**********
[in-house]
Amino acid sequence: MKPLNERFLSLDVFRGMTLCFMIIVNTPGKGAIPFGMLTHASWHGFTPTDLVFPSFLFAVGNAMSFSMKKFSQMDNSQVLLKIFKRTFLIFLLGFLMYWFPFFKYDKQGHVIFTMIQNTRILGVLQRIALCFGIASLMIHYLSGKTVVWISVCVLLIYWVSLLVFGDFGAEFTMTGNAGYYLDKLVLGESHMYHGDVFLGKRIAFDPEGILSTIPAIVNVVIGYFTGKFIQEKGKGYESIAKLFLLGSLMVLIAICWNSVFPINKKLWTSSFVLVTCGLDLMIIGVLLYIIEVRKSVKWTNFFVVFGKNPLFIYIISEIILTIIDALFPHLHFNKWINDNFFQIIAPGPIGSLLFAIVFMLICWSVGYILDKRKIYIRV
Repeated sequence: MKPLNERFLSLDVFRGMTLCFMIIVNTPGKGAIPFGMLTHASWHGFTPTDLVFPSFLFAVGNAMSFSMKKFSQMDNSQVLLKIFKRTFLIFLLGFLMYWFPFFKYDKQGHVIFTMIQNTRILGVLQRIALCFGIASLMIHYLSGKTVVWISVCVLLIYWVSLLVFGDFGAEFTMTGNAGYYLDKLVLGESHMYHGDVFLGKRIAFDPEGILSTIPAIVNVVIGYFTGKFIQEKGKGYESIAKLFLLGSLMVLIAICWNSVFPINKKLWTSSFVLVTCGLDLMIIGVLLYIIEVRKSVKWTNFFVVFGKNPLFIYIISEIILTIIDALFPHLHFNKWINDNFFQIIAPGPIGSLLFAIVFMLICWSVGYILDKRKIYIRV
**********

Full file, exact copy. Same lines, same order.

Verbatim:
[in-house]
Amino acid sequence: MKPLNERFLSLDVFRGMTLCFMIIVNTPGKGAIPFGMLTHASWHGFTPTDLVFPSFLFAVGNAMSFSMKKFSQMDNSQVLLKIFKRTFLIFLLGFLMYWFPFFKYDKQGHVIFTMIQNTRILGVLQRIALCFGIASLMIHYLSGKTVVWISVCVLLIYWVSLLVFGDFGAEFTMTGNAGYYLDKLVLGESHMYHGDVFLGKRIAFDPEGILSTIPAIVNVVIGYFTGKFIQEKGKGYESIAKLFLLGSLMVLIAICWNSVFPINKKLWTSSFVLVTCGLDLMIIGVLLYIIEVRKSVKWTNFFVVFGKNPLFIYIISEIILTIIDALFPHLHFNKWINDNFFQIIAPGPIGSLLFAIVFMLICWSVGYILDKRKIYIRV
Repeated sequence: MKPLNERFLSLDVFRGMTLCFMIIVNTPGKGAIPFGMLTHASWHGFTPTDLVFPSFLFAVGNAMSFSMKKFSQMDNSQVLLKIFKRTFLIFLLGFLMYWFPFFKYDKQGHVIFTMIQNTRILGVLQRIALCFGIASLMIHYLSGKTVVWISVCVLLIYWVSLLVFGDFGAEFTMTGNAGYYLDKLVLGESHMYHGDVFLGKRIAFDPEGILSTIPAIVNVVIGYFTGKFIQEKGKGYESIAKLFLLGSLMVLIAICWNSVFPINKKLWTSSFVLVTCGLDLMIIGVLLYIIEVRKSVKWTNFFVVFGKNPLFIYIISEIILTIIDALFPHLHFNKWINDNFFQIIAPGPIGSLLFAIVFMLICWSVGYILDKRKIYIRV